Which worlds are possible? A judgment aggregation problem

Journal of Philosophical Logic 37 (1):57 - 65 (2008)

Authors
Christian List
London School of Economics
Abstract
Suppose the members of a group (e.g., committee, jury, expert panel) each form a judgment on which worlds in a given set are possible, subject to the constraint that at least one world is possible but not all are. The group seeks to aggregate these individual judgments into a collective judgment, subject to the same constraint. I show that no judgment aggregation rule can solve this problem in accordance with three conditions: “unanimity,” “independence” and “non-dictatorship,” Although the result is a variant of an existing theorem on “group identification” (Kasher and Rubinstein, Logique et Analyse 160:385–395, 1997), the aggregation of judgments on which worlds are possible (or permissible, desirable, etc.) appears not to have been studied yet. The result challenges us to take a stance on which of its conditions to relax.
Keywords judgment aggregation  possible worlds  propositions
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DOI 10.1007/s10992-007-9058-y
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References found in this work BETA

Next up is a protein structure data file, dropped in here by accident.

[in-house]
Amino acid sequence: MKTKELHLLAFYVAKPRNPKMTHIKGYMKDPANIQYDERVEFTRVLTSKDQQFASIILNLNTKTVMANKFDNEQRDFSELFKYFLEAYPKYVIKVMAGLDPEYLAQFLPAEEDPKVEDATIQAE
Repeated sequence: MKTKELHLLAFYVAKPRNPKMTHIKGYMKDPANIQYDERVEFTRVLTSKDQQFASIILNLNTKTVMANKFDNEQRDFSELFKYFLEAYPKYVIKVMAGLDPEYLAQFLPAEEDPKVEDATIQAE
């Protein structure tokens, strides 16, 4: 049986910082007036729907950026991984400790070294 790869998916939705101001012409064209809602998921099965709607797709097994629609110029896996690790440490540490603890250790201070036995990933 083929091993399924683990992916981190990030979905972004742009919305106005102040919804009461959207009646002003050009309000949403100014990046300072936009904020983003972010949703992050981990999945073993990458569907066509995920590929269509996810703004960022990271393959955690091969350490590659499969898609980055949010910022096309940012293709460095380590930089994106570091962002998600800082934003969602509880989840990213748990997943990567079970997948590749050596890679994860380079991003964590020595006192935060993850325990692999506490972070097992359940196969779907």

Arrow's Theorem in Judgment Aggregation.Franz Dietrich & Christian List - 2007 - Social Choice and Welfare 29 (1):19-33.
Social Choice and Individual Values.Kenneth J. Arrow - 1952 - Science and Society 16 (2):181-181.
Logical Constraints on Judgement Aggregation.Marc Pauly & Martin van Hees - 2006 - Journal of Philosophical Logic 35 (6):569 - 585.

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Citations of this work BETA

Judgment Aggregation: A Survey.Christian List & Clemens Puppe - 2009 - In Christian List & Clemens Puppe (eds.), Handbook of Rational and Social Choice. Oxford University Press.
Structuring Logical Space.Alejandro Pérez Carballo - 2016 - Philosophy and Phenomenological Research 92 (2):460-491.

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